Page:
Festival’s new director returns to N.Y.C. to find a community


Downtown Express photo by Lorenzo Ciniglio

Peter Scarlet last February at City Hall

Peter Scarlet was 3,000 miles away from New York — 6,000 miles away from San Francisco, for that matter — when he first heard of something called the Tribeca Film Festival.

Why, he wondered. Who needs it, he wondered. Aren’t there enough film festivals in this world?

Peter Scarlet is not a negative personality. He is one thousand percent the opposite of a negative personality. He is a joyous, omnivorous enthusiast, capital E, and what he devours, what he eats, sleeps, and dreams, is film. Movies. Motion Pictures. Pix. Flicks. Cinema. “The hardest thing in writing about movies,” Andrew Sarris was once heard to say (since he said it to me), “is finding synonyms for the word ‘movies.’”

When he first learned about the Tribeca project, Peter Scarlet was in fact in Paris, France, going head to head with the famed and venerable Cinematheque Francais. He had come to its directorship after 19 good years running the San Francisco Film Festival. “I had been offered a job, the Cinematheque, that was too good to be true — took the job, went there, and found out it was too good to be true.”

After one year at the Cinematheque, Scarlet came home to the United States — gladly — and today he’s the director of the Tribeca Film Festival as it enters its second season.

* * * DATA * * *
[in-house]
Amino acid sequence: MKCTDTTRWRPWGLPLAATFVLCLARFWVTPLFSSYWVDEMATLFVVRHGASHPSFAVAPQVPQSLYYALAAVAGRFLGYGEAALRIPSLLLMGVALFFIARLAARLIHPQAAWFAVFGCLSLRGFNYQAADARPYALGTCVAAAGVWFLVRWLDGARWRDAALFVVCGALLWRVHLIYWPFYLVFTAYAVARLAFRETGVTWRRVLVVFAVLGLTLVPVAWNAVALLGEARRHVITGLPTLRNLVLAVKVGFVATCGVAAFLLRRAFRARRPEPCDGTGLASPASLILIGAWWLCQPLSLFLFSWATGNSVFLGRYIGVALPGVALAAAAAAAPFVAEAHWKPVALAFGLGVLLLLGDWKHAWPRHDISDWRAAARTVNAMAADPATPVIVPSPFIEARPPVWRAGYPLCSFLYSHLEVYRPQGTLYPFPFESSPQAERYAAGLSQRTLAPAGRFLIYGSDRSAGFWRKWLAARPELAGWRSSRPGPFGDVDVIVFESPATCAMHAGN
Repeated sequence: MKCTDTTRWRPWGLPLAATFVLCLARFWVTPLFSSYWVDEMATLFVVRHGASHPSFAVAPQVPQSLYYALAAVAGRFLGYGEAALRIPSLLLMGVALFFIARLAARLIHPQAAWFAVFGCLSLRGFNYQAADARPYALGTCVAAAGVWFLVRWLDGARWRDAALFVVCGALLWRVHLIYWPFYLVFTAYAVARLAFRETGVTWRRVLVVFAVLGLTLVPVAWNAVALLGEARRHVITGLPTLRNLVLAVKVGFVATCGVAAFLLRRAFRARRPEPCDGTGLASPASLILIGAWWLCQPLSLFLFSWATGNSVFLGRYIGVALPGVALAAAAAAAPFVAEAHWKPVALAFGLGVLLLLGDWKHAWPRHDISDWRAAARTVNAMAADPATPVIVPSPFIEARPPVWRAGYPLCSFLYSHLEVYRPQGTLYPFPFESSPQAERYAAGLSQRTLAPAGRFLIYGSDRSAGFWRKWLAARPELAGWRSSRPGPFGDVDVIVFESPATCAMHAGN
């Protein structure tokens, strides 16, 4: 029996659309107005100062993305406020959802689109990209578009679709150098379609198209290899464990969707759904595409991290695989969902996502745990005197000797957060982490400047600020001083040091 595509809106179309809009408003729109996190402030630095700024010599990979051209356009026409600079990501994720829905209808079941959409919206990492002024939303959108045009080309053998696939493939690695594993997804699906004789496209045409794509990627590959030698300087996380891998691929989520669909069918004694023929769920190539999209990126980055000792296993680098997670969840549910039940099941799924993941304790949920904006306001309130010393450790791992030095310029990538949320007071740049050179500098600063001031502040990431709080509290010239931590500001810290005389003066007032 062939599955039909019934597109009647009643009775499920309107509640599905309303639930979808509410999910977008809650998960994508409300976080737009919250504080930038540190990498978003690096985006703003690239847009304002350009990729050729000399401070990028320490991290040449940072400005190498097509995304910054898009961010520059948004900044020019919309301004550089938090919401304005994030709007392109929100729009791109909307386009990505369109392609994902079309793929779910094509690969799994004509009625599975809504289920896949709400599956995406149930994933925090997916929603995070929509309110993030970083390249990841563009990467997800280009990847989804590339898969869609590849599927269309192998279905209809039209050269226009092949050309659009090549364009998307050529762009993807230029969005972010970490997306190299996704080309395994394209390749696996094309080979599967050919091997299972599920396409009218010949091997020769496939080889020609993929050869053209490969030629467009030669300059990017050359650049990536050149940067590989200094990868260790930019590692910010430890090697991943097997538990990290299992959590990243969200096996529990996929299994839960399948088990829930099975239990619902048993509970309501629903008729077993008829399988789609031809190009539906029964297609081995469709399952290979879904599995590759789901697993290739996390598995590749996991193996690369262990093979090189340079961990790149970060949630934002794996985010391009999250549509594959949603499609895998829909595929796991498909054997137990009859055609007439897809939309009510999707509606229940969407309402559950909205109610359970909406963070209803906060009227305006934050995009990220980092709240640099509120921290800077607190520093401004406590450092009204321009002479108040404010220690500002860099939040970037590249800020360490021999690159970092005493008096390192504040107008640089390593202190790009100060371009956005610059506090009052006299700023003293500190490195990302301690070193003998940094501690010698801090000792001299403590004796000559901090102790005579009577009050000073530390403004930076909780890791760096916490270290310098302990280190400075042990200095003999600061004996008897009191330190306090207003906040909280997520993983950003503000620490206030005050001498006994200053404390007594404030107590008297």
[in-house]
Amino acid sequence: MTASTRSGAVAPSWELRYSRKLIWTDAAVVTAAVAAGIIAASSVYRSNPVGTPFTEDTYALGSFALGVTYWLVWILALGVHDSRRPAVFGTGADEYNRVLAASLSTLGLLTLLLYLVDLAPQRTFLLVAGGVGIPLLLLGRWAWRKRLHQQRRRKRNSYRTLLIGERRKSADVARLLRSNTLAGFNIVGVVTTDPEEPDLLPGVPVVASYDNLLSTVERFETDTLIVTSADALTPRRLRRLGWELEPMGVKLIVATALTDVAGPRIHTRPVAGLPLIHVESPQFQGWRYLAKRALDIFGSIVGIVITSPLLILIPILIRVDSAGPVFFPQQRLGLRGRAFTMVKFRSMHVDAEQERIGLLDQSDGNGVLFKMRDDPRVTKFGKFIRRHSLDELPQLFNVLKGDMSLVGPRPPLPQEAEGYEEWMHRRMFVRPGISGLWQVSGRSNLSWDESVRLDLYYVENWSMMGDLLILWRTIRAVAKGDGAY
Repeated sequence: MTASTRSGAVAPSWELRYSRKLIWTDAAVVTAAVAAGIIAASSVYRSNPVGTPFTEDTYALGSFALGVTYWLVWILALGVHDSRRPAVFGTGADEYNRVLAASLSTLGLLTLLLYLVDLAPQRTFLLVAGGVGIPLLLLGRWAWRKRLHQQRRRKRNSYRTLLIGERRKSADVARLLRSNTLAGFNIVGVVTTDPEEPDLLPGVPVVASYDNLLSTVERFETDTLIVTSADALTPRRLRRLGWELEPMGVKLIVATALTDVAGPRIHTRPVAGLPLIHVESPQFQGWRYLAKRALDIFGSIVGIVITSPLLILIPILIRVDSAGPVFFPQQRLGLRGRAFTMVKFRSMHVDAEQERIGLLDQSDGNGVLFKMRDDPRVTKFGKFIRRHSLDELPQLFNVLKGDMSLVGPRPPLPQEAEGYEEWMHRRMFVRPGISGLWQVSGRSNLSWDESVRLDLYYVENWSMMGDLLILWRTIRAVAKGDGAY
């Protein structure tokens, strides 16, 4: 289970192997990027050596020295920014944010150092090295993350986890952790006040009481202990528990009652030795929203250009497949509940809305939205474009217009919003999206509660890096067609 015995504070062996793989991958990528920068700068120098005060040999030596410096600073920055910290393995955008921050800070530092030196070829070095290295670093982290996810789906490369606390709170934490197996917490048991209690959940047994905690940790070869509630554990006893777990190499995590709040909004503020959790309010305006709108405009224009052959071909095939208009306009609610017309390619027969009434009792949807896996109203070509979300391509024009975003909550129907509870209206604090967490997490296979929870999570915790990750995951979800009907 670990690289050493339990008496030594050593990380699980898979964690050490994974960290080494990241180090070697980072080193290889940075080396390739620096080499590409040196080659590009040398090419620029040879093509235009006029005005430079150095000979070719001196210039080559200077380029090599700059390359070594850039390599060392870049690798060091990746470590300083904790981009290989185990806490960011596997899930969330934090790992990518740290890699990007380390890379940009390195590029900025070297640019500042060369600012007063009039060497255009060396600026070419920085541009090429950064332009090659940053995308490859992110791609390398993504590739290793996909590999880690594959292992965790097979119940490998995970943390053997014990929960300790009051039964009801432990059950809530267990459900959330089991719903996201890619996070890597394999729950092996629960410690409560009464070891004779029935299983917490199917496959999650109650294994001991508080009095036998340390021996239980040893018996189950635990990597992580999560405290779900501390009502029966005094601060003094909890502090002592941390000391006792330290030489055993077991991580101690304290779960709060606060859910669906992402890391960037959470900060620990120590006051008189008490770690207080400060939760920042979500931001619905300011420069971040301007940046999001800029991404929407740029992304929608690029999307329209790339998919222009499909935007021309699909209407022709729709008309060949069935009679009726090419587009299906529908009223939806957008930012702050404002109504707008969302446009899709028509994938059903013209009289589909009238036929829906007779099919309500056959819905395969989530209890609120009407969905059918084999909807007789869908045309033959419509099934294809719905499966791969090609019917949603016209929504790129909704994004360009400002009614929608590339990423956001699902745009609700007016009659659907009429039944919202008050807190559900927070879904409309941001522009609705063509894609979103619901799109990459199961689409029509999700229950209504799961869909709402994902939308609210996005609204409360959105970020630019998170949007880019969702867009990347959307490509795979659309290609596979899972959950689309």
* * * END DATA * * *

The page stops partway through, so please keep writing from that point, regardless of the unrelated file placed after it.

“I am of that generation,” says Peter Scarlet, “when you didn’t have a lot of film festivals in this country. Chicago, San Francisco, New York — that was pretty much it for a long time. Now they’re everywhere, often run by people who don’t know what a film festival is. You know” — in deadpan throwaway — “somebody could make a lot of money putting out a product called Festicide.”

But even 3,000 miles away, Scarlet says, it was clear that that first Tribeca Film Festival had been a tremendous success.

“What I didn’t know was why,” he says. “Now I know that it was born out of very positive and altruistic and generous motives — not only to put this community back on its feet, but to become a vital part of that community. And not just the community of Tribeca but of New York City. When I left here in 1970, there was no community. You remember the 1970s.”

Back in New York in the fall of 2002 he went to see Jane Rosenthal, co-founding co-director with Robert De Niro of both the Tribeca festival and the many-branched Tribeca Film Center.